Workstation PC (ArchiCAD, autoCAD)

Hey everybody!

I need some help, I've never worked with workstation PCs, but have been asked to make one a few hours ago. So I'm not really sure if what I got is ok, so I kind of stopped here to ask for some help. The costumer is an architect, and she needs a new workstation as she's sick of her laptop. So this is strictly a work PC and no gaming will be done on it.

This is what I got.
My budget is around 2000€-2500€ (As usual, less is better). The site is in USD, because german site doesn't offer as much parts.
I'm located in Slovenia. The price is for the PC only, peripherals will be bought seperately. Programs that will be used are ArchiCAD and AutoCAD.

Any help, or insight into what I did wrong would be nice.

Thanks in advance, Lay-Z.

ps. Don't get stuck on my english mistakes as it's my third language.

Edit: I'm having problems with formatting.

Do you have a preference on a manufacturer for the workstation card?

Also parts list looks to be blank

No, not really. As said, I'm having problems with formatting, if you delete "This" at the end of the link, it should work.

Well, Intel Zeons have better per-core-performance than AMD's Workstation Class of CPUs (Opteron). So I'd say go Intel for the work station cpu. For GPU you really need to go for a workstation graphics card since their drivers optimizes them for softwares such as AutoCad and Maya. For example even though HD 7970 has more stream processors than say Firepro W5000, and, therefore, will outperform the workstation card in rendering task...The gaming card will have a hard time traversing a 3d scene during actual production work when there's a lot of polygons (millions) on screen, where as the Firepro W5000 will have more ease, or perform more adequately in the same scene with the same polycount. So, you really need to go for a workstation class of gpu if your client is even remotely serious about using AutoCad.

I don't know much about Nvidea's line of Workstation but I know AMD's. This list goes from entry level to there highest end: Firepro W5000, Firepro V7900, Firepro W7000, Firepro W8000, and Firepro W9000.

I would also recommend going for more ram as these programs eat a lot of it, especially when there's a lot of polygons and simulations involve; 64-128gb of ram.

you don't need a good GPU for CAD. they don't use GPU acceleration. that said, your build looks great. considering that this is  for architecture, simulations are not  a problem.

If you want here is a build with added raw power on the CPU end

Thanks for the reply! I'll look into AMD workstation cards. The only problem I had was finding a motherboard which supports more than 32gb of ram, without going for 2011, as that would bump the prices up quite a bit.

the GPU is unimportant with CAD. hell, the iGPU would work, lol. MOAR RAM, less gpu. however, architecture doesn't do much simulations. probably some rendering, but that's all.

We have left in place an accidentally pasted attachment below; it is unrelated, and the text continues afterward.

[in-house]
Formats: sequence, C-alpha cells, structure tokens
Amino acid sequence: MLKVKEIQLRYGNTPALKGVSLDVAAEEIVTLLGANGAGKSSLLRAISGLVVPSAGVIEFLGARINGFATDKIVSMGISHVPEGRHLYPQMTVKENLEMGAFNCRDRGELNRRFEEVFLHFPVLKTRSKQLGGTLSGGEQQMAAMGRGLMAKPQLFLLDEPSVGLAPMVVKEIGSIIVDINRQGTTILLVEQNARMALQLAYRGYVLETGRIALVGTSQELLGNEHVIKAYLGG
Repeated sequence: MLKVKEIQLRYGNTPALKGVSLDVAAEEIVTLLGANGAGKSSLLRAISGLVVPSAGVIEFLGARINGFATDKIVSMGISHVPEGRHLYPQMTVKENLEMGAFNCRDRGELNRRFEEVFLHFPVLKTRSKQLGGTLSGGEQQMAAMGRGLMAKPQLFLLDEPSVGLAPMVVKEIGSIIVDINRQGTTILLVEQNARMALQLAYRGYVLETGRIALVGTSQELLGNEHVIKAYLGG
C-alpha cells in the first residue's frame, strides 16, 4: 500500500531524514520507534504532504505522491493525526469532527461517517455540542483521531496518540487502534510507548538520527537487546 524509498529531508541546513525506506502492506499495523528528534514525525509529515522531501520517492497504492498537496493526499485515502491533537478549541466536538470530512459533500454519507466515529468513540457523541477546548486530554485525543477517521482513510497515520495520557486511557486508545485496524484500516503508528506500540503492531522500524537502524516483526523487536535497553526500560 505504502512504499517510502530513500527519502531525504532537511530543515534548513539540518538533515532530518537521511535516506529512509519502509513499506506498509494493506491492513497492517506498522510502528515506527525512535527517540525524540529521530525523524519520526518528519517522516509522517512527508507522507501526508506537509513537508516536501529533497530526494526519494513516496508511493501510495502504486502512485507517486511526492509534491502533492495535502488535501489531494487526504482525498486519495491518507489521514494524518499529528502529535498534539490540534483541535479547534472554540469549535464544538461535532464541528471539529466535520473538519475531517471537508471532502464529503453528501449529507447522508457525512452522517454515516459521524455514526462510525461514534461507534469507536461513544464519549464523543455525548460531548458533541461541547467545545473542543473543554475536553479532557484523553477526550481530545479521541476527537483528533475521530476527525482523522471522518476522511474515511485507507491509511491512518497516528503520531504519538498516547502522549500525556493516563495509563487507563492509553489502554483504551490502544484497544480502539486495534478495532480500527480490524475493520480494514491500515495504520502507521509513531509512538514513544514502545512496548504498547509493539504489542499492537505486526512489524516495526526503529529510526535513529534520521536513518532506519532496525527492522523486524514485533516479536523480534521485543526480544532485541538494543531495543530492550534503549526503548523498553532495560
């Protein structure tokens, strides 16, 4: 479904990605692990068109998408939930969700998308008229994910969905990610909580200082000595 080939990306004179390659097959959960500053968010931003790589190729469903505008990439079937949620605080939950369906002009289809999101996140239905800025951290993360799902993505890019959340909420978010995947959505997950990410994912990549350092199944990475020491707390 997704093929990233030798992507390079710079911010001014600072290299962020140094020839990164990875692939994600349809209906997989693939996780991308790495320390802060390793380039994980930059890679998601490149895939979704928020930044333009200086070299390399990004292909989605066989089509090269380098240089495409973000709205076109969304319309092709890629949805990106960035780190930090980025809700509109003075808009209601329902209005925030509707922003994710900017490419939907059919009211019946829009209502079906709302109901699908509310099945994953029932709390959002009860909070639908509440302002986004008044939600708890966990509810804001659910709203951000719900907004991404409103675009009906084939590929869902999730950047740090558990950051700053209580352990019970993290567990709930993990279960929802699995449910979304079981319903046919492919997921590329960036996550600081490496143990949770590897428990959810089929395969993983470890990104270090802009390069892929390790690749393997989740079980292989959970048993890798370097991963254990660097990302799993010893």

So you would say that I should up the ram? But as said in a post above, I was unable to find a board which supports 64gb for the xeon I put there. Switching to 2011 would cost about 500€ more (Due to switching cpu, mb, and adding ram).

@ Lay-Z, you need a workstation motherboard. Also, I base off my knowledge base on my experience with Maya and Mudbox. I dabble in 3d modeling and animation. Tek Syndicate overviewed some workstation lines of mobo by Asus:

Here's a workstation build by them as a starting reference:

no, your build is fine. trust me, i "ran" inventor on a celeron-powered laptop.i wouldn't ever reccomend that, but you're not gonna hit a ram constraint on 32 gigs

did you even look at what he wrote? "architectural CAD" in other words, pretty simple geometry.

"Asus Z87-WS ATX LGA1150 Motherboard" - fropm his build

This is built off of actual Euros and from stores that are across the pond... from products that will be available to you...

AutoCAD is a complete non-concern, it's child's play for a computer to handle wire frame... I'm pretty sure the GPU is overkill... but it'll be nice nonetheless... I thought about maxing out the RAM, but it occured to me that it would be incredible if a file got so big it needed more than 16GB of memory... I've worked in Solidworks with super-massive assembly files, they just don't get THAT big...

I like the Xeon for workstation builds, the i7 is basically the same thing with an iGPU, as the Xeon is not available over there... apparently... didn't see much of a selection for Quadro cards either...

I'm fairly sure the client won't need 4TB worth of HDD but, it's there...

Basically I see people here all the time that don't understand why workstations aren't getting 4 grand dumped into them, and I tell them "because this $1500 setup will do the exact same thing."

I'd rather have a community NAS than a 4TB HDD anyways... especially for a business consisting of more people than just myself... 

Anyways, this should be a good bit cheaper than all these other (kind of ridiculous) builds, and I assure you your client will be more than happy with this...